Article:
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    "Lover" Is Taylor Swift's Best Album. Facts Are Facts.

    And this is coming from someone whose favorite was Red.

    1. First starters, this album itself is a catalyst for real change.

    2. Homophobia isn't the only thing Taylor calls out on Lover. In her iconic and badass song "The Man," she sings about double standards and sexism, which Taylor has suffered from her whole career.

    3. Sonically, this album is so different. Can we please talk about "Paper Rings"? It's a fun, uptempo, love song that sounds like it could be in both a John Hughes movie or a Tony Hawk video game.

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    4. The color imagery. Lover feels like a grown-up, more matured, more seasoned version of Red. If her early 20s โ€” filled with heartbreak and learning experiences โ€” was red, then her late 20s and early 30s โ€” filled with love and redemption โ€” is blue.

    5. "Lover" is her most romantic song ever. Taylor even said it's a song that she wrote from a genuine, real place of true love. No imagining or fantasizing. As if Taylor's catalogue wasn't already timeless, this song secures a place at millions of future weddings.

    6. "Miss Americana and the Heartbreak Prince," is mysterious, brooding, and perfect at encapsulating the anxiety of living in today's political climate โ€” which Taylor hasn't written about before. Of course, she nails it.

    Why Taylor Swift's "Miss Americana and the Heartbreak Prince" may be the greatest protest song of our time:

    7. One big thing about Lover that makes it such a force is its newness. "Afterglow" is a brilliant song that could silence all the trolls who hurl the sexist "Maybe you're the problem, Taylor Swift" as if Taylor hadn't written about being wrong or taken accountability before. "Afterglow" is special because it acknowledges being dead wrong with a lover. "I blew things outta proportion, now you're blue," she sings on the track.

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    8. Taylor found another new theme and emotion with "I Forgot That You Existed," a song that isn't vengeful, angry, or even annoyed. It's a catchy little bop that describes the feeling of being so over an ex or friend that you just, you know, forget they existed. And it couldn't feel better.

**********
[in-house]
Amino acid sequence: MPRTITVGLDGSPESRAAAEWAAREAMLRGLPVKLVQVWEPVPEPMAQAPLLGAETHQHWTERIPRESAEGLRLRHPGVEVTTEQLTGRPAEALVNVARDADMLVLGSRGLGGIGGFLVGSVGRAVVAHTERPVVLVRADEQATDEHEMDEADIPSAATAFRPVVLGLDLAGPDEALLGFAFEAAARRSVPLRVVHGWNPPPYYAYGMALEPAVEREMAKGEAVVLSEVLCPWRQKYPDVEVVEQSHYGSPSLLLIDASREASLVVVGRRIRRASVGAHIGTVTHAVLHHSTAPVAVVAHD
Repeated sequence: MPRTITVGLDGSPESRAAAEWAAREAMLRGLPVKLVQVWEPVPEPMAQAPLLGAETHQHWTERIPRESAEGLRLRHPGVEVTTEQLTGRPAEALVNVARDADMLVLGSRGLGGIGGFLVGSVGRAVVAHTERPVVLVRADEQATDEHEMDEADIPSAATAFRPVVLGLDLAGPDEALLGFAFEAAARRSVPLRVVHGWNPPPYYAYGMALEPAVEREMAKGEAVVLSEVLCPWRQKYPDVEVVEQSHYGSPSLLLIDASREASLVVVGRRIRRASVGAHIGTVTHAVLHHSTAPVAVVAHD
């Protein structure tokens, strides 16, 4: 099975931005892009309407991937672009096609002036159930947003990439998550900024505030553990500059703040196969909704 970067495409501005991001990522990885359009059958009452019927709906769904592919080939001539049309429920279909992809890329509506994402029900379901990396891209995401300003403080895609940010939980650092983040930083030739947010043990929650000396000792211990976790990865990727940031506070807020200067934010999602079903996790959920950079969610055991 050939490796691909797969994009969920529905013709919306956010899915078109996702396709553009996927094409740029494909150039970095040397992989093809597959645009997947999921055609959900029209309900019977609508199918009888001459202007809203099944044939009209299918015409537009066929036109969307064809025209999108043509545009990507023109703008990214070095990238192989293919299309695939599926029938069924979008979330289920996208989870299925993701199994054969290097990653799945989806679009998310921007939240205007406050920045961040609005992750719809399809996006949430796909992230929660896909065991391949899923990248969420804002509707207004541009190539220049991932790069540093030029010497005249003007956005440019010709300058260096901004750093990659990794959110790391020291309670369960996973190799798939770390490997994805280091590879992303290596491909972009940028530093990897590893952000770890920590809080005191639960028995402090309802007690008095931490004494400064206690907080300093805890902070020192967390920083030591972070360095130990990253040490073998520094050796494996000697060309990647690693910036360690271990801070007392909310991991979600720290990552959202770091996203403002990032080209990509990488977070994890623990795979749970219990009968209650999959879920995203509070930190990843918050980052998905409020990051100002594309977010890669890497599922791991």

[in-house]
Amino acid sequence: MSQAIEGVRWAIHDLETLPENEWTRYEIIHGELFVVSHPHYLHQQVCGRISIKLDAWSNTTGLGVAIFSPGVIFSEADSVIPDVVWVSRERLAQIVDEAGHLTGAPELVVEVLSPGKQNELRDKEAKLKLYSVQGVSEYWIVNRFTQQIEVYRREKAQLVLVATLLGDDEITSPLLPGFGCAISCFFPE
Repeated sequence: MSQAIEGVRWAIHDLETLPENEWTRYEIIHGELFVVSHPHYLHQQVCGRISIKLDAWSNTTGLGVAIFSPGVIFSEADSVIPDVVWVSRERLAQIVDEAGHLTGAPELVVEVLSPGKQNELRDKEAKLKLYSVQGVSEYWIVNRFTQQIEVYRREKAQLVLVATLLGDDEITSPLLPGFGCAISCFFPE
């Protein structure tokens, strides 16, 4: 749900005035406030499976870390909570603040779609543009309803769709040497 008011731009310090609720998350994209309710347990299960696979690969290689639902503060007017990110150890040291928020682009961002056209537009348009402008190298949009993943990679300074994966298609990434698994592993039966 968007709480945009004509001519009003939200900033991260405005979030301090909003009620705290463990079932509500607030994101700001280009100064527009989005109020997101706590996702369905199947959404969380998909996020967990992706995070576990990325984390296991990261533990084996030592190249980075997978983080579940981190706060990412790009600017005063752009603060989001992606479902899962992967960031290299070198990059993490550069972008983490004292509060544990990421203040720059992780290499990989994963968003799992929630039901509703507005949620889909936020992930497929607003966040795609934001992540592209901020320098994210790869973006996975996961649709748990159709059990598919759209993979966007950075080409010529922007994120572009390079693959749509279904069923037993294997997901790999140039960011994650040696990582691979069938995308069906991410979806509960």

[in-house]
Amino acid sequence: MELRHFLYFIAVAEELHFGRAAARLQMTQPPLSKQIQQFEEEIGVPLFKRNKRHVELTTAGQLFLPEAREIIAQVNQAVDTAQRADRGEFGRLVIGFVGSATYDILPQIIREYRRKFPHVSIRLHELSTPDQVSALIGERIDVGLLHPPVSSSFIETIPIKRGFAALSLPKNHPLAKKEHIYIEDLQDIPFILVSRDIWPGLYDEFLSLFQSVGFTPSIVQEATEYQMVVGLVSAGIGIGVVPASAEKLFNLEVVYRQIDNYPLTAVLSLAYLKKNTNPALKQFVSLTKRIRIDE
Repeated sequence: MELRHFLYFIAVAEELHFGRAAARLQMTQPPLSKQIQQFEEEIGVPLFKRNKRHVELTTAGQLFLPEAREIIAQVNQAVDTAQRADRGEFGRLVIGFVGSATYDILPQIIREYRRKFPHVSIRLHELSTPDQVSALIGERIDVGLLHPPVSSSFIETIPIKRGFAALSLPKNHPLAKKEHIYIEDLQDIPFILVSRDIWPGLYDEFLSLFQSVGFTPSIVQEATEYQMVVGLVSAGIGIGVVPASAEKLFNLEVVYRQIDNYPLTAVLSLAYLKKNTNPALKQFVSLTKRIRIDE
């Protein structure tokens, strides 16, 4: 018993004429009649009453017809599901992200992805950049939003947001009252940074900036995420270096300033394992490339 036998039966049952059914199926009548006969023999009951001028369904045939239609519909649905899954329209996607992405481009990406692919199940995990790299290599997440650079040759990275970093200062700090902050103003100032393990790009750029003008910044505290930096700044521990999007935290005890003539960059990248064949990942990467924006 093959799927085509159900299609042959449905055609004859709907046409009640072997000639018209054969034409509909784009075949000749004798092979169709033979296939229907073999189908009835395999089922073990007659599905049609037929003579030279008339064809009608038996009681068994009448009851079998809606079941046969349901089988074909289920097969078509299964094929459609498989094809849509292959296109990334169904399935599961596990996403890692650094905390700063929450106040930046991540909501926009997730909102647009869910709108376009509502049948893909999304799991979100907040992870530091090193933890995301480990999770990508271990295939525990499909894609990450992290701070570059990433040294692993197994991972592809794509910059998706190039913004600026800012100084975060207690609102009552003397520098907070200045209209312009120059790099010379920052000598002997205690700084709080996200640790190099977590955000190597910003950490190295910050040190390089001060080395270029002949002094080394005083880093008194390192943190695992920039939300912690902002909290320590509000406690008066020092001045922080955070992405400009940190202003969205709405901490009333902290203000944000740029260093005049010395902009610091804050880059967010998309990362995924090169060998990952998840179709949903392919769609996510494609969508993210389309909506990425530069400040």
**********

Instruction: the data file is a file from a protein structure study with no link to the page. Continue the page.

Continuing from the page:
9. Another new concept Taylor explored on Lover was dealing with her mom's cancer. "I can't even listen to it," she said, talking about "Soon You'll Get Better." "It's really interesting 'cause I don't think I've written a song quite like that before."

    10. Lover brilliantly transitions and draws parallels from her Grammy-nominated album, Reputation. Just listen how she and Jack Antonoff made "Cruel Summer" a continuation from fan-favorite "Getaway Car."


    11. The bridge in "Cruel Summer." There aren't words to describe its perfection. Skip to 1:38 to witness its magnificence.

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    12. "The Archer" and "Daylight" feature some of Taylor's most personal lyrics ever. It has such a new sound, but is still so quintessentially Taylor Swift. It explores feeling insecure, anxious, unlovable, and even has touches of self-deprecation.

    13. There are just bops upon bops. "I Think He Knows," "Cornelia Street," "Death By A Thousand Cuts," "London Boy," "and ME!" They all sound so unique, yet blend so well to create a fun, bright, sonically cohesive masterpiece. And don't try and come for "False God" โ€” it requires a level of sophistication to appreciate and soon everyone will get there.

    In conclusion, every Taylor Swift album is a force. Every album is an exceptional body of work. But Lover explores new themes, impacts real-world change, and features some of her best lyrics to-date, so I'm going to reiterate: It's her best work, and her best album. Congrats, Taylor.